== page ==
The Default Mode Network is where the mind goes when not involved in a task. The DMN activates during mind-wandering, thinking of self and relationships, episodic memory, other forms of mental time travel such as to-do lists, thinking of the trophy or thinking of losing in the middle of the event, or craving a cheeseburger. In other words, DMN is steeped in the narrative of the past or the future.

The Task-Positive Network activates during specific tasks in the present such as hitting a baseball, shooting a free throw, hitting a drive off the first tee, or writing an essay. TPN requires focus and alertness in the present, moving step by step through the process.

While this, again, is an oversimplification, you can say when one system is dominant the other takes a back seat. Why does this matter?

Attention to a task is expensive. And some research finds that our mind wanders nearly half our waking life (DMN). These major brain systems are part of an architecture that dates back millenniums. Best to work with them rather than make believe we can outsmart them.

Some coaches preach “the process” and “being present.” Sounds like the TPN and sounds like a great idea. But the DMN is termed the “default” for good reason. This system qualifies who we are and how we are over time—a necessity for survival and making sense of our story. Best to establish a rhythm to these modes, and best to engage awareness of the systems within the process.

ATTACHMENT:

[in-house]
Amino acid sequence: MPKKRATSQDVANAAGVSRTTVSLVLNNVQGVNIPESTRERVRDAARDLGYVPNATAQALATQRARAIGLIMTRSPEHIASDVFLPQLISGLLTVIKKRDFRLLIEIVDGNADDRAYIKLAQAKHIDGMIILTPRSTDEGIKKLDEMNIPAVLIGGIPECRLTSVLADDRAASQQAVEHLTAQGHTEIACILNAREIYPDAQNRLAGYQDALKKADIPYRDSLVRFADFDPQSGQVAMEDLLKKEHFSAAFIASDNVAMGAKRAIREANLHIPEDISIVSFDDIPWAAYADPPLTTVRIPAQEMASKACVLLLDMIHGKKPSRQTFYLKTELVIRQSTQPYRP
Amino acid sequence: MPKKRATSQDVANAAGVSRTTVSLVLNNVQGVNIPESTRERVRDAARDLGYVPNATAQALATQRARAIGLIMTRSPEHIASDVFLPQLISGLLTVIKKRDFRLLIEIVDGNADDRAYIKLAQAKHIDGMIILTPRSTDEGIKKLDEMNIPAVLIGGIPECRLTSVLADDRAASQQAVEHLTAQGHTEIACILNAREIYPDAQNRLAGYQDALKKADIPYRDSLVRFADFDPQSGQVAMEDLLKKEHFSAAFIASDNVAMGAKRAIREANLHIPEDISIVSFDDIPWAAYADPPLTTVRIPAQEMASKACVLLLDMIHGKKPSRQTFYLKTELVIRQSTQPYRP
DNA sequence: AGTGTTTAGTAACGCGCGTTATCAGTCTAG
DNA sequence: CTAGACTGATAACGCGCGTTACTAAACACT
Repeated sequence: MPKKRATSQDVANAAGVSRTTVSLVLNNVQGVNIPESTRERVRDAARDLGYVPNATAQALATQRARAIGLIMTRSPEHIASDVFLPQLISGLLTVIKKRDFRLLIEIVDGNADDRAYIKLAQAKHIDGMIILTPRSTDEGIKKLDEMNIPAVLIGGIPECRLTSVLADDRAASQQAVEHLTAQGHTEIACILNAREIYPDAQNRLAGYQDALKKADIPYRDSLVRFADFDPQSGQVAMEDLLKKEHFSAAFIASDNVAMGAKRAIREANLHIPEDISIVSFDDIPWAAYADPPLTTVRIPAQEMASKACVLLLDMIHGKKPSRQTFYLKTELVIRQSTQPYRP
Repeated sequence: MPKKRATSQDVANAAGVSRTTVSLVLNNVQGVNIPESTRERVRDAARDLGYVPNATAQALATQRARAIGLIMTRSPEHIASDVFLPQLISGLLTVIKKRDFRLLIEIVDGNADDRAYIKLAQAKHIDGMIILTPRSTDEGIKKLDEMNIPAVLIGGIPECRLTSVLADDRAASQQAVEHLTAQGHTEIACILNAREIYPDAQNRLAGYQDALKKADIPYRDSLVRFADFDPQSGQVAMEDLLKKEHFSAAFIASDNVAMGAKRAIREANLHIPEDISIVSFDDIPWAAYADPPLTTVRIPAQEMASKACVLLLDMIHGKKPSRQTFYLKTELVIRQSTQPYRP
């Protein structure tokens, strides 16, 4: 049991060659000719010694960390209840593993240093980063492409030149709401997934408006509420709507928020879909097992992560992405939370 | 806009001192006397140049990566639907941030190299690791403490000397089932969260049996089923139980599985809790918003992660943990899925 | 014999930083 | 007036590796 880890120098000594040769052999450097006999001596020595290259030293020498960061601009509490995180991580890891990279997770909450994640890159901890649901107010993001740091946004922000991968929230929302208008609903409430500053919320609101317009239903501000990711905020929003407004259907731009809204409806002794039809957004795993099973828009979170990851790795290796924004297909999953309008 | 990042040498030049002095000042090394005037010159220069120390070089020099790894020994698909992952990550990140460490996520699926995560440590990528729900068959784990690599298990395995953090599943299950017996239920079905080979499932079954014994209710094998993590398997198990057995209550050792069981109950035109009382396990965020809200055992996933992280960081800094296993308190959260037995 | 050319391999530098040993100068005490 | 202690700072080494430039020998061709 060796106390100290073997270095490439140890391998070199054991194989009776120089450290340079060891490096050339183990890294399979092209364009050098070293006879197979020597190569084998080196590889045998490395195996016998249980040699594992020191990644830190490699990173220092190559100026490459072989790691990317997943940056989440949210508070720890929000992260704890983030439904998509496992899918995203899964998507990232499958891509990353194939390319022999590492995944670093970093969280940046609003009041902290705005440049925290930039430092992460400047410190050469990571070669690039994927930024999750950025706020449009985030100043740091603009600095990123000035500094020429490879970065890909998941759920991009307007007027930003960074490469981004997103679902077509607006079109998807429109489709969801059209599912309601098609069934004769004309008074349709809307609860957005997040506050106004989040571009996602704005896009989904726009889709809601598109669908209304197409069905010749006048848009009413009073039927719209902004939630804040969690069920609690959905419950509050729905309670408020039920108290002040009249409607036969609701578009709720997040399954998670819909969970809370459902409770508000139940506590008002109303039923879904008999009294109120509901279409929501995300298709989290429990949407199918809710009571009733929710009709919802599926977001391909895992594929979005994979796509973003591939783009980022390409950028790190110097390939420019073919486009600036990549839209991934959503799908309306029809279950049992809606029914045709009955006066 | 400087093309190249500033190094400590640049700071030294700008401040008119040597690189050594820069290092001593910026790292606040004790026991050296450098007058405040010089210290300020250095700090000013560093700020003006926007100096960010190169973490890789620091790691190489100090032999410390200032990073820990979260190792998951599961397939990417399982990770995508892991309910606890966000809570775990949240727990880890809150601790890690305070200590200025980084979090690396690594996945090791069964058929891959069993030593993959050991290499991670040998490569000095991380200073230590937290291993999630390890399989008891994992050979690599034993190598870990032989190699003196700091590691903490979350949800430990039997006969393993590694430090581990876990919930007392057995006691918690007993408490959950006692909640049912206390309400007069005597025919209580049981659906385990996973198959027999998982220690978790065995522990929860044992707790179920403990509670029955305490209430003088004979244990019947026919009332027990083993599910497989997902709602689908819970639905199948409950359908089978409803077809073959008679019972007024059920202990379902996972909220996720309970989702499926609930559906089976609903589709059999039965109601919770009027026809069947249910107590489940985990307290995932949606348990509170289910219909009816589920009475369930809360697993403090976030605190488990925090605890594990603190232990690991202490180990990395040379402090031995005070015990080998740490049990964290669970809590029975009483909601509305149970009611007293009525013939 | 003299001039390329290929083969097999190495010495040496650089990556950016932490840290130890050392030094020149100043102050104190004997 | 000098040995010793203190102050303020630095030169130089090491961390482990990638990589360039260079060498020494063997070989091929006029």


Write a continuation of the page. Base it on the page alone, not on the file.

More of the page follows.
The practical application of these networks during practice and competition starts with these building blocks:

  • Developing the skill: Awareness can be developed above these networks. In other words, we can notice whether our attention is not in the present (DMN) or is engaged in the process of a task in the here and now (TPN).
  • Noticing and Shifting: The rhythm of the sport will decide the ebb and flow of these networks. The important mental skills then become noticing and shifting based on this flow. Football, tennis, golf, and baseball are examples of sports having natural “breaks” between action and inaction (this does not mean that you aren’t processing or strategizing). A gymnast must practice engaging the TPN for longer time spans which vary (floor exercise versus the vault). You have the important task of identifying this rhythm for your sport.